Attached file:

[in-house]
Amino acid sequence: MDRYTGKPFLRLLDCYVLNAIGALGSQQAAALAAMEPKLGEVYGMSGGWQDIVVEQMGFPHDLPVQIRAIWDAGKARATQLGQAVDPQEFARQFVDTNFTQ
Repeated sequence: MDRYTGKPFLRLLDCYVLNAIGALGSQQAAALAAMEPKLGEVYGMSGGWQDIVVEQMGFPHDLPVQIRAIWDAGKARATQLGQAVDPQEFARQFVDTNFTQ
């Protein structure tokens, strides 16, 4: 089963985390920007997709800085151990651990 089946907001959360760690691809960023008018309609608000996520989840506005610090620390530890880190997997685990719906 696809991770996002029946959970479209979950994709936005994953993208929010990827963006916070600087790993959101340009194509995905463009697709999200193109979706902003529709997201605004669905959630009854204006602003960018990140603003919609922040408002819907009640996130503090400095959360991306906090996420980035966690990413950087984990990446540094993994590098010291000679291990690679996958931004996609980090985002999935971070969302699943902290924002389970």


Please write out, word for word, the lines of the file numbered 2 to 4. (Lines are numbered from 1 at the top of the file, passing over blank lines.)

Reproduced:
Amino acid sequence: MDRYTGKPFLRLLDCYVLNAIGALGSQQAAALAAMEPKLGEVYGMSGGWQDIVVEQMGFPHDLPVQIRAIWDAGKARATQLGQAVDPQEFARQFVDTNFTQ
Repeated sequence: MDRYTGKPFLRLLDCYVLNAIGALGSQQAAALAAMEPKLGEVYGMSGGWQDIVVEQMGFPHDLPVQIRAIWDAGKARATQLGQAVDPQEFARQFVDTNFTQ
């Protein structure tokens, strides 16, 4: 089963985390920007997709800085151990651990 089946907001959360760690691809960023008018309609608000996520989840506005610090620390530890880190997997685990719906 696809991770996002029946959970479209979950994709936005994953993208929010990827963006916070600087790993959101340009194509995905463009697709999200193109979706902003529709997201605004669905959630009854204006602003960018990140603003919609922040408002819907009640996130503090400095959360991306906090996420980035966690990413950087984990990446540094993994590098010291000679291990690679996958931004996609980090985002999935971070969302699943902290924002389970």